In the fifth canto, Arjuna, is led by a Yaksha to the Indrakila mountain, which is described in great detail. Arjuna begins his intense austerities, the severity of which causes disturbance among the gods.

Meanwhile, in the sixth canto, a celestial army of maidens (apsaras) sets out from heaven, in order to eventually distract Arjuna.

The seventh canto describes their passage through the heavens.

In the eighth canto, the nymphs enjoy themselves on the mountain.

The ninth canto describes night, with celebrations of drinking and lovemaking.

In the tenth canto, the nymphs attempt to distract Arjuna, accompanied by musicians and making the best features of all six seasons appear simultaneously. However, they fail, as instead of Arjuna falling in love with them, they fall in love with Arjuna instead.

Finally, in the eleventh canto, Indra arrives as a sage, praises Arjuna’s asceticism, but criticises him for seeking victory and wealth instead of liberation — the goddess of Fortune is fickle and indscriminate. Arjuna stands his ground, explaining his situation and pointing out that conciliation with evil people would lead one into doing wrong actions oneself. He gives a further long speech that forms the heart of the epic, on right conduct, self-respect, resoluteness, dignity, and wisdom. Pleased, Indra reveals himself to his son, and asks him to worship Shiva.

In the twelfth canto, Arjuna begins severe austerities, and, on being implored by the other ascetics, Shiva takes the form of a Kirāta and arrives to meet Arjuna.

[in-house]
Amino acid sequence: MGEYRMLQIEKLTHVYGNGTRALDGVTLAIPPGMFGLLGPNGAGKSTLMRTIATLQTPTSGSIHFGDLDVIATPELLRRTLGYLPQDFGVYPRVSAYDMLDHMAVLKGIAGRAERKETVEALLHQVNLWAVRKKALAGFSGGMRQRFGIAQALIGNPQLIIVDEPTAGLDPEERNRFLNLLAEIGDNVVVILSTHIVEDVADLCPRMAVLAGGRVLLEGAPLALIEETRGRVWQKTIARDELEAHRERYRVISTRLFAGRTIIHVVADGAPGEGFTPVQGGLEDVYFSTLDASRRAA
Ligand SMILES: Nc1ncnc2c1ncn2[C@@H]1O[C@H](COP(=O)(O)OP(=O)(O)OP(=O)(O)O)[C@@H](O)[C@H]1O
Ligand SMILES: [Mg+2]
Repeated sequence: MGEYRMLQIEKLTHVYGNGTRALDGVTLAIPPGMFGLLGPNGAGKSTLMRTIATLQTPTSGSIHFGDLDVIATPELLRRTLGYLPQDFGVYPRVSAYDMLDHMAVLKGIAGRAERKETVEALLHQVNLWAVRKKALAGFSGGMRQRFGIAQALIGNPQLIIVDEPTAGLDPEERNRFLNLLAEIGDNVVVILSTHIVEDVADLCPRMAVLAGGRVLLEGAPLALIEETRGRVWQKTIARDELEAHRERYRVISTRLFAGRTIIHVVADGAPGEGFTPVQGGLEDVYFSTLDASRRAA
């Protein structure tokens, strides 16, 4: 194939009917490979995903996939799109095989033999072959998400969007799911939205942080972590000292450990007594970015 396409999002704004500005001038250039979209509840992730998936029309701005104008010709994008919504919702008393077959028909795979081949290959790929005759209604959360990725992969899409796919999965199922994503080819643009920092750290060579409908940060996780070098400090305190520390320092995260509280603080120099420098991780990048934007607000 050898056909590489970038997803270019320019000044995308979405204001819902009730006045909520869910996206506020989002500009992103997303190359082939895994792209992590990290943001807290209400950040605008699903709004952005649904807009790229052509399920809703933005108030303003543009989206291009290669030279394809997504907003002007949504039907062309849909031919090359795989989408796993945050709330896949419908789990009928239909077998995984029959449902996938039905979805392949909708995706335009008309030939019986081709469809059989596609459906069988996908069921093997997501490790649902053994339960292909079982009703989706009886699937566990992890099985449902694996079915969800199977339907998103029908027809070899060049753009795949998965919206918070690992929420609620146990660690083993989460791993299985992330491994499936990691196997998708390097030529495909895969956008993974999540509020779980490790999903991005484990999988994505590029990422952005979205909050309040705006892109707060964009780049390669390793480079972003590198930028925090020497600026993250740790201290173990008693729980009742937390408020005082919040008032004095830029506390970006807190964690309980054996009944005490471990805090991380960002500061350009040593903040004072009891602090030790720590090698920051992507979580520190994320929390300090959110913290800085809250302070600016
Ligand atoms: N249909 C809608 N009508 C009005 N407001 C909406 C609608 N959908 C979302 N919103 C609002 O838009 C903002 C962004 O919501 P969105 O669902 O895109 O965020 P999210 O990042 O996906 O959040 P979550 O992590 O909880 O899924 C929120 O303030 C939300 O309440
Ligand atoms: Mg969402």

In the thirteenth canto, they both shoot the boar. Arjuna goes to retrieve his arrow, and one of the kiratas quarrels with him.

In the remaining five cantos, Arjuna and Shiva fight, Arjuna fails and finally realises whom he is facing, and surrenders to Shiva and wins his benediction.

The Kirātārjunīya is the only known work of Bharavi. It “is regarded to be the most powerful poem in the Sanskrit language”. A. K. Warder considers it the “most perfect epic available to us”, over Aśvaghoṣa’s Buddhacarita, noting its greater force of expression, with more concentration and polish in every detail. Despite using extremely difficult language and rejoicing in the finer points of Sanskrit grammar, Bharavi achieves conciseness and directness. His alliteration, “crisp texture of sound”, and choice of metreclosely correspond to the narrative.

A vyayoga (a kind of play), also named Kirātārjunīya and based on Bharavi’s work, was produced by the Sanskrit dramatist Vatsaraja in the 12th or 13th century.

The authoritative commentary on the Kirātārjunīya, as on the other five mahakayvas, is by Mallinātha (c. 1500 CE). His commentary on the Kirātārjunīya is known as the Ghaṇṭāpatha (the Bell-Road) and explains the multiple layers of compounds and figures of speech present in the verses.

The first Western translation of the poem was by Carl Cappeller into German, published by the Harvard Oriental Series in 1912.There have since been six or more partial translations into English.